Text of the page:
A Tropical Night occurs when the overnight temperature remains above 20 °C.
Tropical Nights are exceptionally rare phenomena across most of Prairies. In fact, both Calgary and Edmonton experienced a grand total of zero Tropical Nights between 1981 and 2010. Winnipeg experiences an average of one Tropical Night per year.
Water is a Greenhouse Gas.
The reason places close to the Rockies experience so few Tropical Nights has a lot to do with water–or rather the lack of it. Across southern Alberta and Saskatchewan, the air is much drier, mainly because the moisture was squeezed out as the air was forced up and over the mountains. Consequently, at night the lack of water vapour–a gas that readily absorbs and re-releases heat energy–results in cooler overnight temperatures.
In Southern Manitoba there is more moisture because the region is more frequently influenced by air traveling north from the Gulf of Mexico (think of southern Manitoba as the northern tip of Tornado Alley). This moist air traps more heat, preventing the mercury from dipping too fast at night.
A warmer climate means more Tropical Nights, right?
While the mean temperature across the Prairie Provinces ticks upwards at a relatively even pace, the projected changes in Tropical Nights tells a much more interesting geographical story, especially for Southern Manitoba. By 2051-2080 (what we refer to as the ‘Far Future’), the average number of tropical nights in Winnipeg will jump from just 1 to over 16.
|Where do you live?||Baseline Tropical Nights per Year||Far Future Tropical Nights per Year|
What does it all mean?
When it comes to heat and human health, it’s all about persistence. After a few days in a row with daytime temperatures above 30 °C and nighttime temperatures above 20 °C, the risk of heat stroke and exhaustion increases dramatically. In places like Toronto and Montreal, urban heat warning systems are used to prepare cooling centres for those who do not have regular access to air conditioning. Perhaps it’s time for communities in Southern Manitoba to consider developing similar systems.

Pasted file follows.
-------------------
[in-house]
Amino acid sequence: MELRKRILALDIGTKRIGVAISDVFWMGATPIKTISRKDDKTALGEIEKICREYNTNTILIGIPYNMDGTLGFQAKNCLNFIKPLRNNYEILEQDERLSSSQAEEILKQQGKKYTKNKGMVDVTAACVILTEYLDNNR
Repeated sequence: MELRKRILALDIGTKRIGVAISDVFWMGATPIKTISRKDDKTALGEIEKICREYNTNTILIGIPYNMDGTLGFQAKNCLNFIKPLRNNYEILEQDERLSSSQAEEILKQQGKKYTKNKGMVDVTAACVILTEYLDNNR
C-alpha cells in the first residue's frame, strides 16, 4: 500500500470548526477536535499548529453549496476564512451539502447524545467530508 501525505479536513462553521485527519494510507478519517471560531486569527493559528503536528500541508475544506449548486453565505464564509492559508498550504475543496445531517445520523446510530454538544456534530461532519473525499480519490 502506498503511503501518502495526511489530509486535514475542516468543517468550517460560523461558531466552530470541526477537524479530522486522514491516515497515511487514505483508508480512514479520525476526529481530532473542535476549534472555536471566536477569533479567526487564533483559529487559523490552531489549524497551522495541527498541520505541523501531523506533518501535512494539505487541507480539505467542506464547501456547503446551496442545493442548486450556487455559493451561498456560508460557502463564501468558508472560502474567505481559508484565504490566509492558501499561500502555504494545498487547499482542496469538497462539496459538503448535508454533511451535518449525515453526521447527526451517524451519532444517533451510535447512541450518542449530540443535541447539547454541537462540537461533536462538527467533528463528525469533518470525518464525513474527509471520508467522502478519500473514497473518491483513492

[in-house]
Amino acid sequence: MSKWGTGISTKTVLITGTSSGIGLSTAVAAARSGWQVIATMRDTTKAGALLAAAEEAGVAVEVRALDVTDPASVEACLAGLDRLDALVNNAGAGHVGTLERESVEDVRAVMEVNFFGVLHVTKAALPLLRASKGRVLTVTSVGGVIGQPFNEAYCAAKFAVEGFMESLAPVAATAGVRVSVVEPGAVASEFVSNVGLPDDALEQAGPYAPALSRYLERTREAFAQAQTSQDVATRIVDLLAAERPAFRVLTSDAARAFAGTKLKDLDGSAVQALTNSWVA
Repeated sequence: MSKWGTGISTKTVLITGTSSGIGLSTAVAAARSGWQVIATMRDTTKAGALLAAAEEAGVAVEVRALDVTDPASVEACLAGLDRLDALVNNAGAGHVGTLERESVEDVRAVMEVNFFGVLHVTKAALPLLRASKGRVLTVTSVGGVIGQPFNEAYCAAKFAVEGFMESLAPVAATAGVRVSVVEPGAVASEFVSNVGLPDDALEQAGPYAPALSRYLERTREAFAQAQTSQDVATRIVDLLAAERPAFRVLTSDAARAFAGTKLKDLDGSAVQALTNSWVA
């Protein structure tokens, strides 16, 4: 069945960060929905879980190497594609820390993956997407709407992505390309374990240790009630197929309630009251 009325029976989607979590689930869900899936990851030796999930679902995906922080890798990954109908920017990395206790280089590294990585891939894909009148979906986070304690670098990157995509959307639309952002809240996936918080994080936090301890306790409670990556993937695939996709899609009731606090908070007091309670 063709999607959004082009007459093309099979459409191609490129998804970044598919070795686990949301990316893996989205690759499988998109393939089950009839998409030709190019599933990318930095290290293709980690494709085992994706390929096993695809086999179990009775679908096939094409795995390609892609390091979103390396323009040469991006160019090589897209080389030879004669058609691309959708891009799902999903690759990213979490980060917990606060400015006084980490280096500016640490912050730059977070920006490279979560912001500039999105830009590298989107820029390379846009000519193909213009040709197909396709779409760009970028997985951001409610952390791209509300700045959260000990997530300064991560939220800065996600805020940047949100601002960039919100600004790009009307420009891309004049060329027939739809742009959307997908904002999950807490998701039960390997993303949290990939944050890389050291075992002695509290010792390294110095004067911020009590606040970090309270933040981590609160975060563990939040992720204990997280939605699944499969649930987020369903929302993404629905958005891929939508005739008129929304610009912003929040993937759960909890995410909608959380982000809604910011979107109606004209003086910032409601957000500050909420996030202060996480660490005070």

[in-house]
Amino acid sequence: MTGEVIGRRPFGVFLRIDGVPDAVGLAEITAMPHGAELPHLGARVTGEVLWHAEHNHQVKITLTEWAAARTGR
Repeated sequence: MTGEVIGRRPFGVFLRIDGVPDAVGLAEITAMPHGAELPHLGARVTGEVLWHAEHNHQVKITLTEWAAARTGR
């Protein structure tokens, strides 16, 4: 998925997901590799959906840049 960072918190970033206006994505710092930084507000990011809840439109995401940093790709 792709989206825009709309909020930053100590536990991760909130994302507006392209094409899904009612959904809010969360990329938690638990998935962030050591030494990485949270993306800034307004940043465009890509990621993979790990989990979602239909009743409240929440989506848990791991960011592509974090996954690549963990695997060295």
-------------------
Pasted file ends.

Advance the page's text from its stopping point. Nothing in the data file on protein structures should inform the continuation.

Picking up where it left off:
The map at the top of this page shows the projected change in the mean annual number of Tropical Nights by 2051-2080, compared to the most current climate normal period (1981-2010). This map was constructed using the RCP8.5 emission scenario, commonly referred to as the ‘business-as-usual’ carbon scenario; the data itself is derived from latest-generation CMIP5 Global Circulation Models (GCMs). This data is provided for free from the Prairie Climate Impacts Consortium (PCIC) on their website: http://pacificclimate.org. Twelve models running RCP8.5 were used to create an ensemble, or average, which was then mapped. Also studied, but not shown here, was output from the more optimistic RCP4.5 emission scenario.
Climate Change Researcher, Prairie Climate Centre
University of Winnipeg